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Re: Constrain valid arguments to BIT_FIELD_REF
On Sun, 9 Mar 2008, Alexandre Oliva wrote:
> On Mar 8, 2008, Richard Guenther <email@example.com> wrote:
> > On Sat, 8 Mar 2008, Alexandre Oliva wrote:
> >> > the object referenced is of integral type
> >> This would break the use of SRA to extract sub-objects of non-integral
> >> type. IIRC Ada does such things.
> > No frontend generates BIT_FIELD_REF. But yes, SRA does with
> > structures as base object.
> I meant Ada can have non-integral members that are do not occupy an
> integral number of bytes.
After layouting the type?
> > We don't yet enforce this, MEM_REF will enforce BIT_FIELD_REF
> > operates on registers only.
> Do you have any plans to recover the performance loss for machines
> that have bit-field instructions that operate directly in memory?
> Especially for writes, I don't see how this is going to work.
Do you have an example target in mind?
> >> > the result type is of the same type as the operand zero type
> >> Err, this doesn't make much sense to me. Consider:
> > Right. By means of fixing the BIT_FIELD_REF_UNSIGNED case it is now
> > as specified above.
> This doesn't make the change that went in
> > The least conversion is removed. You can look at the MEM_REF branch
> > and see that the load from memory is done with a MEM_REF expression
> > from the register result the bits are extracted with BIT_FIELD_REF.
> Extracting (or replacing) bits from registers of integral type with
> BIT_FIELD_REF is not very useful. You're better off expanding the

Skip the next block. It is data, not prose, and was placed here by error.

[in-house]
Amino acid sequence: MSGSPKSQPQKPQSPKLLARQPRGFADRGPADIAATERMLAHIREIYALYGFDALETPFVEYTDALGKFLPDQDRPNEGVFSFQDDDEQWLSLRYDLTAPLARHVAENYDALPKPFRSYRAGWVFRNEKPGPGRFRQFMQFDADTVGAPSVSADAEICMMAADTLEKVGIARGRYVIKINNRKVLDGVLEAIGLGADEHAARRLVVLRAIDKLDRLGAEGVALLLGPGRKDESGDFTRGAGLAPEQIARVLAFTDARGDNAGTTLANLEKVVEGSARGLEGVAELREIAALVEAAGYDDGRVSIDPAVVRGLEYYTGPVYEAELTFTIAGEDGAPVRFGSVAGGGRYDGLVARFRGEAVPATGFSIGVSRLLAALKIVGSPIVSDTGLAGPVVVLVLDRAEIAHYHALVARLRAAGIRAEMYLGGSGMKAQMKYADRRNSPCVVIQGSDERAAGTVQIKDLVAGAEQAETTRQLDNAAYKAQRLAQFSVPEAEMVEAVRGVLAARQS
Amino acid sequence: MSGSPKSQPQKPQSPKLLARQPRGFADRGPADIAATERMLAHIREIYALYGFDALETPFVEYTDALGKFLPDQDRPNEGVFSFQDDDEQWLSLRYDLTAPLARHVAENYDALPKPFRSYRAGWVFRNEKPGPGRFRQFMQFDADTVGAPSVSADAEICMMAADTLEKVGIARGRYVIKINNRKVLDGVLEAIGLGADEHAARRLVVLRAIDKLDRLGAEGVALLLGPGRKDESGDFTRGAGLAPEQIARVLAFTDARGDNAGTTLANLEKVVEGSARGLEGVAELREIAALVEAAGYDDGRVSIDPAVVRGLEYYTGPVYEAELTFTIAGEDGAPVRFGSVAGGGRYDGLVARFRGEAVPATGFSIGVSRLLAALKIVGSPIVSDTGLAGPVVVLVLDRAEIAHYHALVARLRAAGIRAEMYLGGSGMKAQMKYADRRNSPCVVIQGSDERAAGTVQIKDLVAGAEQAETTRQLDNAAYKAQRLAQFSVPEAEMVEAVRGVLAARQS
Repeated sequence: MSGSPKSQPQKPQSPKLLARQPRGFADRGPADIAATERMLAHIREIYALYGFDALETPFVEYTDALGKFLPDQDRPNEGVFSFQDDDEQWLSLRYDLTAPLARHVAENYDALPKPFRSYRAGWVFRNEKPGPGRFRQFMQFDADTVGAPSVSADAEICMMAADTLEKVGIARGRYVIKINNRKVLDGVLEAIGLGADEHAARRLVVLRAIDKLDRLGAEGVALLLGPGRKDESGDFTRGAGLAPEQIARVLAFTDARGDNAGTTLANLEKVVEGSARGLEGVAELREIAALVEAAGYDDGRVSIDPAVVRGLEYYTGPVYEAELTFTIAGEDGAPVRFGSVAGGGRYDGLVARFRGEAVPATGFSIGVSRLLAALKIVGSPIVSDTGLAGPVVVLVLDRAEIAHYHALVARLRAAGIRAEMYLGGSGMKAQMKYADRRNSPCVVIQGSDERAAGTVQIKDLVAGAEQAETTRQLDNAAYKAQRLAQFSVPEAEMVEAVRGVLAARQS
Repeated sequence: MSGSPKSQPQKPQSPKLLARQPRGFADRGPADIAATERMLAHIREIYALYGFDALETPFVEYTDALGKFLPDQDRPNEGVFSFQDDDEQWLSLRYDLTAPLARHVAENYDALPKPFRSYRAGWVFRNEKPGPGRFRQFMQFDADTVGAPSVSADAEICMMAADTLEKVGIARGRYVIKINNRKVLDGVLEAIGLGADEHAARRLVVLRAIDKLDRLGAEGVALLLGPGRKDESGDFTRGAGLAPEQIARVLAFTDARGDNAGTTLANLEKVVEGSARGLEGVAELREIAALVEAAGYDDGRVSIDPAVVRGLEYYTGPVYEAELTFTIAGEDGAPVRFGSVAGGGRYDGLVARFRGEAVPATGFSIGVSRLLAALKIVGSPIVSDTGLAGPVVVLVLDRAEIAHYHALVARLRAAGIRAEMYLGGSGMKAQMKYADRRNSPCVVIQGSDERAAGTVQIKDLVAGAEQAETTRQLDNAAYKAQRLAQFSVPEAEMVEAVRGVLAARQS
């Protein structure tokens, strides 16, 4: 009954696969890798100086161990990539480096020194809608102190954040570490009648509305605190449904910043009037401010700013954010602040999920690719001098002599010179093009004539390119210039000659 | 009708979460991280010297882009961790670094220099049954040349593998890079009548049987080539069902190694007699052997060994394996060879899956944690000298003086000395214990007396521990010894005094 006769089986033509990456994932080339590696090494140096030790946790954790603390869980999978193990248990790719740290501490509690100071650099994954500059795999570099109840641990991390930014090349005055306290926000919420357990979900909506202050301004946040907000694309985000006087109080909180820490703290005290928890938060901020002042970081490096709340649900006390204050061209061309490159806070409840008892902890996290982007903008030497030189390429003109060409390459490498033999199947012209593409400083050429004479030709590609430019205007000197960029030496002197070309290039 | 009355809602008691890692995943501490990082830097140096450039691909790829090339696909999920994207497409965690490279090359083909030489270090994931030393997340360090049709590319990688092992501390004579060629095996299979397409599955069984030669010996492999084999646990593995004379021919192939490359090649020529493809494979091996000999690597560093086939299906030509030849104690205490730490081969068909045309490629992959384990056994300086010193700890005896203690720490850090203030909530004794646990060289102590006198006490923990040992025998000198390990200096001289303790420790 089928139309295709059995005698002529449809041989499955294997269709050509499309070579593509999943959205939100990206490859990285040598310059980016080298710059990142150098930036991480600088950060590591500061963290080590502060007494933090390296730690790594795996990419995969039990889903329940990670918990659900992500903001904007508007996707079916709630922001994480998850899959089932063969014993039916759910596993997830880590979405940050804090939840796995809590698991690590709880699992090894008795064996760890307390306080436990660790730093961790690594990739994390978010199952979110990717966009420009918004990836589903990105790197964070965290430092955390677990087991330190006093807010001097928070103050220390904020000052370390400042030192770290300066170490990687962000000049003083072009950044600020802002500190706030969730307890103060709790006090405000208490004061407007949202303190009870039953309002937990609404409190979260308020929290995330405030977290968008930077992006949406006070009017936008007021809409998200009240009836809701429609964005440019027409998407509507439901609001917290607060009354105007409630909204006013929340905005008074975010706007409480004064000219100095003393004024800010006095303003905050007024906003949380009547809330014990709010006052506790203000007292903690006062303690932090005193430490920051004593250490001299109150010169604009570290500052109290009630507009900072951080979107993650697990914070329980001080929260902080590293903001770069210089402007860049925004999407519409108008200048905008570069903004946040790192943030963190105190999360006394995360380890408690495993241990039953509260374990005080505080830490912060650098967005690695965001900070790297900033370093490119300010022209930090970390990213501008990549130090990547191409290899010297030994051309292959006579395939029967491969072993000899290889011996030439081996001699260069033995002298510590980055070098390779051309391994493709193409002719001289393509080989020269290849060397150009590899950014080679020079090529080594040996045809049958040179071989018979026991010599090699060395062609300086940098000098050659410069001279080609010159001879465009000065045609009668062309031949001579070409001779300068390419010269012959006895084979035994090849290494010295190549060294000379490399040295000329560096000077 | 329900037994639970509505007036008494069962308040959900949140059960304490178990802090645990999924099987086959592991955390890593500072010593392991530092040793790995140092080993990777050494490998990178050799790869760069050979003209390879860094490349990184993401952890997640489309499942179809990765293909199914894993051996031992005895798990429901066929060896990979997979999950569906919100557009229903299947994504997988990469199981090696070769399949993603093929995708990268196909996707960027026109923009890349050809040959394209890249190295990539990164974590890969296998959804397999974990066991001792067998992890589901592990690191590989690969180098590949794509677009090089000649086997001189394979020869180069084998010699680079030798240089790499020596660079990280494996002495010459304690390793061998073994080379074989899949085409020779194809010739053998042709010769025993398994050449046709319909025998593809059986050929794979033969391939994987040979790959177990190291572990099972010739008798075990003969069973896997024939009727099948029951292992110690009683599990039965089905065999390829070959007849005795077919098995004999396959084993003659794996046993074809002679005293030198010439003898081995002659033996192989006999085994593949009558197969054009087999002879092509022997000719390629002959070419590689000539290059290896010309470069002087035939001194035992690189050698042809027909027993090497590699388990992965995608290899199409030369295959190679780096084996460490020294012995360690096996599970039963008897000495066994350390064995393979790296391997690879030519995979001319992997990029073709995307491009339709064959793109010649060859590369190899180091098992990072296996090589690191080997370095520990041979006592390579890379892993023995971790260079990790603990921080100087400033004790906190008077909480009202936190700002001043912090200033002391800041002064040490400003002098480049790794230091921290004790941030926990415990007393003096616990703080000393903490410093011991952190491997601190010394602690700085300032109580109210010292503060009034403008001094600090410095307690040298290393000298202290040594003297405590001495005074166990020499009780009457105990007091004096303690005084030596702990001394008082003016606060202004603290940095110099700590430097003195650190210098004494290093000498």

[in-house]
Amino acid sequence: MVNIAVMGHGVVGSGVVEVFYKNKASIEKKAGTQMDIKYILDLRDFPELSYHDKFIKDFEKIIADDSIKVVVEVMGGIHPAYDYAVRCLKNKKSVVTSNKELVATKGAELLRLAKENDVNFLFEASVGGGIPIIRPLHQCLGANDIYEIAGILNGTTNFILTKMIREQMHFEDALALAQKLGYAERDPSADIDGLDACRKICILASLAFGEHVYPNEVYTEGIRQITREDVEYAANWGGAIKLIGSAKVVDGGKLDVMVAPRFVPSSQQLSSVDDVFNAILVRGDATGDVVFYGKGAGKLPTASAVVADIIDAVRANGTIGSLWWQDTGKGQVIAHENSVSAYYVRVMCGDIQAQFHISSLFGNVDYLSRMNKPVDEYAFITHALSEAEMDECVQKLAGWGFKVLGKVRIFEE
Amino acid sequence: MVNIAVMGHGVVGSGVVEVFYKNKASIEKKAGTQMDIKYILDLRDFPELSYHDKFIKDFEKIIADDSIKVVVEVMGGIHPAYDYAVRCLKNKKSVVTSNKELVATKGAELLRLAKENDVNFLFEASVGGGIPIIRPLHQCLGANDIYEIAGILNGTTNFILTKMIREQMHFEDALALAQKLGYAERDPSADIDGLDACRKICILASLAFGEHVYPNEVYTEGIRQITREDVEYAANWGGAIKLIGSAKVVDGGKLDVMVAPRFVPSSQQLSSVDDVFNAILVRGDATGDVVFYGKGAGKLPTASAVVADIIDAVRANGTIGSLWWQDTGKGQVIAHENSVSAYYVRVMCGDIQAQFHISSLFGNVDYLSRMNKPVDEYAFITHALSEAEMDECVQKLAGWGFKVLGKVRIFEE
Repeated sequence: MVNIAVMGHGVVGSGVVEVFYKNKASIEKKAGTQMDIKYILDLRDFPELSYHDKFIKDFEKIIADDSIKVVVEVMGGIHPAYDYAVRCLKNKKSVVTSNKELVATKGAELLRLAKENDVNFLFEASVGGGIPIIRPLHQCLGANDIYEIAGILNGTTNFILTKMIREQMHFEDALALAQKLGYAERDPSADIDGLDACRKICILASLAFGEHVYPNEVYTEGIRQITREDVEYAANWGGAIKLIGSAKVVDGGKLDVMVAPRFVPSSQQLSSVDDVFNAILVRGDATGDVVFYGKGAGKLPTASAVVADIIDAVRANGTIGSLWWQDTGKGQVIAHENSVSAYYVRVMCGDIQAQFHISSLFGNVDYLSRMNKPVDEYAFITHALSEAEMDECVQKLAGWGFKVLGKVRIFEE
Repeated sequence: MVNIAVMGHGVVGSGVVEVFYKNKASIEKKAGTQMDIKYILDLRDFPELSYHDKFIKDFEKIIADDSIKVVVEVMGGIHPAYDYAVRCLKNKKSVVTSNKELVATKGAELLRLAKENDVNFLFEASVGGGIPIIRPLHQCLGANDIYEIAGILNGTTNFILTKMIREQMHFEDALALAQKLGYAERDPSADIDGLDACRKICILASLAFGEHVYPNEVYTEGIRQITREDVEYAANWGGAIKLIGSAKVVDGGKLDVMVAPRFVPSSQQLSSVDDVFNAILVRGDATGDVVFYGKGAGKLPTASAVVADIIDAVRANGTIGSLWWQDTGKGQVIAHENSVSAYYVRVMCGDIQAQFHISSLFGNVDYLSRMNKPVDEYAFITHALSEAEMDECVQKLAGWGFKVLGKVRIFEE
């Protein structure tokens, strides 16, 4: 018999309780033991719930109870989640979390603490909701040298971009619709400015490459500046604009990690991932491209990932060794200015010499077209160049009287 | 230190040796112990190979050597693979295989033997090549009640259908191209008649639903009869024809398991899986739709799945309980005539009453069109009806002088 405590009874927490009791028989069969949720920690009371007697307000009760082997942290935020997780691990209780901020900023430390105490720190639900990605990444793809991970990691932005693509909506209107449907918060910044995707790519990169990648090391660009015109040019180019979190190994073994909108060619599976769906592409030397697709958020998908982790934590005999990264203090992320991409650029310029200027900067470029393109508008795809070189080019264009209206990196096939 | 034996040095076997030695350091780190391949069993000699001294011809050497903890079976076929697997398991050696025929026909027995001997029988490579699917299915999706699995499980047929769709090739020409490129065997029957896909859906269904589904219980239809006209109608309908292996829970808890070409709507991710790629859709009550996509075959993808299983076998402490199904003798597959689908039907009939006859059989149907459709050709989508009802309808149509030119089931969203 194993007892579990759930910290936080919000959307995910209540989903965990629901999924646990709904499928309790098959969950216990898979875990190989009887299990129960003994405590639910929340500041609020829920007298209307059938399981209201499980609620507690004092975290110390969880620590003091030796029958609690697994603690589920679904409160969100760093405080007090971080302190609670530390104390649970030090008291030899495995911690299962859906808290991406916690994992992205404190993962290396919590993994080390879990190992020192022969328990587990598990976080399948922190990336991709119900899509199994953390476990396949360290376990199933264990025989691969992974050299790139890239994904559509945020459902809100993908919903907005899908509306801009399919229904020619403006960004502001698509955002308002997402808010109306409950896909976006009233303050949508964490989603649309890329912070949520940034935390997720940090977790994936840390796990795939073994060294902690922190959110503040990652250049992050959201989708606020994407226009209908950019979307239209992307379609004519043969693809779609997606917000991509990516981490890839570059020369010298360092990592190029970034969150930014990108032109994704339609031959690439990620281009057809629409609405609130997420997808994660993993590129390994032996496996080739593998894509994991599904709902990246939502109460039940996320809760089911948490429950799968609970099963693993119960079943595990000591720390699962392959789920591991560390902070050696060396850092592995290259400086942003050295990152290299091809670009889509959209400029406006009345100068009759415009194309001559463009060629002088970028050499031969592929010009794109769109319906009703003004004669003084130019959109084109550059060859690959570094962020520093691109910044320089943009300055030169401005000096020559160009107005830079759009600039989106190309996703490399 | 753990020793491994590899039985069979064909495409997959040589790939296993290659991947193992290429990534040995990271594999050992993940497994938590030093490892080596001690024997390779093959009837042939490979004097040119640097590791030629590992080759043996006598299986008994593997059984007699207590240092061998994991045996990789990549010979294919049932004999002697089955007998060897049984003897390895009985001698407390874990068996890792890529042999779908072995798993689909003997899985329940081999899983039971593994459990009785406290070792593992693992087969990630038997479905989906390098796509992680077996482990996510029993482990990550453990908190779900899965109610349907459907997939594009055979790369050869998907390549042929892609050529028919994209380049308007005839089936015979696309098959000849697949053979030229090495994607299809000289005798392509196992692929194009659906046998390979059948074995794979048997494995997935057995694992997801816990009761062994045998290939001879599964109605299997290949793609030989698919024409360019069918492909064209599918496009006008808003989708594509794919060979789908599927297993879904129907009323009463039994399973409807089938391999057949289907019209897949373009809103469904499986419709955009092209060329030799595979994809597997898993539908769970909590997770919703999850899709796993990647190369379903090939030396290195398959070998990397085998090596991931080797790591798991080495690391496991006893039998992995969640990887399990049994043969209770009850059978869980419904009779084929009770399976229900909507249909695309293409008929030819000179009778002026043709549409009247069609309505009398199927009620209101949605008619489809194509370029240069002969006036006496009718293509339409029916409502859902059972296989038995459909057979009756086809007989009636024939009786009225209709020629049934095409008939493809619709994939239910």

> BIT_FIELD_REF into mask and shift operations to get better
You only generate lots of IL this way.
> It is for memory access that BIT_FIELD_REF makes the most sense,
> because you can't create temporaries or duplicates for memory refs as
> easily, especially when memory is volatile.
Volatile bit-field ref stores won't work on most targets anyway,
so this is a non-issue. Why do you think you cannot create temporaries
for memory refs? You did the same with SRA.
> This new definition of BIT_FIELD_REF you came up with appears to be
> redundant and useless to me. All the interesting uses are ruled out,
> and only uninteresting (and harmful) uses remain. Might as well just
> get rid of it, and later on realize it is needed for the interesting
> cases and re-introduce it with the previous semantics.
See above, it is mainly to ease combining with BIT_FIELD_EXPR.
> Unless MEM_REF can be used to refer to arbitrary bit ranges. In this
> case, BIT_FIELD_REF is completely obviated.
MEM_REF can only access byte aligned and sized storage.